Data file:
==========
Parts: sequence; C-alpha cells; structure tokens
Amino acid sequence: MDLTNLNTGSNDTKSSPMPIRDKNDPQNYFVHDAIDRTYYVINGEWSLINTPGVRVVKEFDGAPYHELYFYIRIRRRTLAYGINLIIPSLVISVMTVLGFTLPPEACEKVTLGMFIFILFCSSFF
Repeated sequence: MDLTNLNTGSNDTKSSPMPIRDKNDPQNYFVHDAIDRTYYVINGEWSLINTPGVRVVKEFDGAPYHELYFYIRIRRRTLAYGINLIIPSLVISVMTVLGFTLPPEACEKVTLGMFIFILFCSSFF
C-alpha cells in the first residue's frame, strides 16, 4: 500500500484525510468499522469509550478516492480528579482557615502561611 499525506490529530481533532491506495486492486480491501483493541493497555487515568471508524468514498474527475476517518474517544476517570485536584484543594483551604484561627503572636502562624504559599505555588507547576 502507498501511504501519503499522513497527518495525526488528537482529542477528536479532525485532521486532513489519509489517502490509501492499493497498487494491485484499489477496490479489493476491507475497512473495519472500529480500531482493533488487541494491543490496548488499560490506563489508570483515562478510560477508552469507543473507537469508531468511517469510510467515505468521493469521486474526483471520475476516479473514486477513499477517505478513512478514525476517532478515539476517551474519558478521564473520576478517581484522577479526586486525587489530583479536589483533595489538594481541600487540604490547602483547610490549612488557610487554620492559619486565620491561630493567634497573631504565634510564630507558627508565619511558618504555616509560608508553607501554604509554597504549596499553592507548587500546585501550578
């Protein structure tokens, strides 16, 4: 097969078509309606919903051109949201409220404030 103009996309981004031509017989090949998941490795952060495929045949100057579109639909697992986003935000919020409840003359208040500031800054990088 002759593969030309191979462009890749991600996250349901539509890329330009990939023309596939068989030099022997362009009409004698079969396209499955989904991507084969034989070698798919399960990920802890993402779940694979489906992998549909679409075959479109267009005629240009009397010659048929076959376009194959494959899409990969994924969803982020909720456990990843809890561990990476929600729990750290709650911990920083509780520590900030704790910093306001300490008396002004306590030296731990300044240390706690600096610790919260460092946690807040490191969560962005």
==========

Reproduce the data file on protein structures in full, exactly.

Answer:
Parts: sequence; C-alpha cells; structure tokens
Amino acid sequence: MDLTNLNTGSNDTKSSPMPIRDKNDPQNYFVHDAIDRTYYVINGEWSLINTPGVRVVKEFDGAPYHELYFYIRIRRRTLAYGINLIIPSLVISVMTVLGFTLPPEACEKVTLGMFIFILFCSSFF
Repeated sequence: MDLTNLNTGSNDTKSSPMPIRDKNDPQNYFVHDAIDRTYYVINGEWSLINTPGVRVVKEFDGAPYHELYFYIRIRRRTLAYGINLIIPSLVISVMTVLGFTLPPEACEKVTLGMFIFILFCSSFF
C-alpha cells in the first residue's frame, strides 16, 4: 500500500484525510468499522469509550478516492480528579482557615502561611 499525506490529530481533532491506495486492486480491501483493541493497555487515568471508524468514498474527475476517518474517544476517570485536584484543594483551604484561627503572636502562624504559599505555588507547576 502507498501511504501519503499522513497527518495525526488528537482529542477528536479532525485532521486532513489519509489517502490509501492499493497498487494491485484499489477496490479489493476491507475497512473495519472500529480500531482493533488487541494491543490496548488499560490506563489508570483515562478510560477508552469507543473507537469508531468511517469510510467515505468521493469521486474526483471520475476516479473514486477513499477517505478513512478514525476517532478515539476517551474519558478521564473520576478517581484522577479526586486525587489530583479536589483533595489538594481541600487540604490547602483547610490549612488557610487554620492559619486565620491561630493567634497573631504565634510564630507558627508565619511558618504555616509560608508553607501554604509554597504549596499553592507548587500546585501550578
């Protein structure tokens, strides 16, 4: 097969078509309606919903051109949201409220404030 103009996309981004031509017989090949998941490795952060495929045949100057579109639909697992986003935000919020409840003359208040500031800054990088 002759593969030309191979462009890749991600996250349901539509890329330009990939023309596939068989030099022997362009009409004698079969396209499955989904991507084969034989070698798919399960990920802890993402779940694979489906992998549909679409075959479109267009005629240009009397010659048929076959376009194959494959899409990969994924969803982020909720456990990843809890561990990476929600729990750290709650911990920083509780520590900030704790910093306001300490008396002004306590030296731990300044240390706690600096610790919260460092946690807040490191969560962005």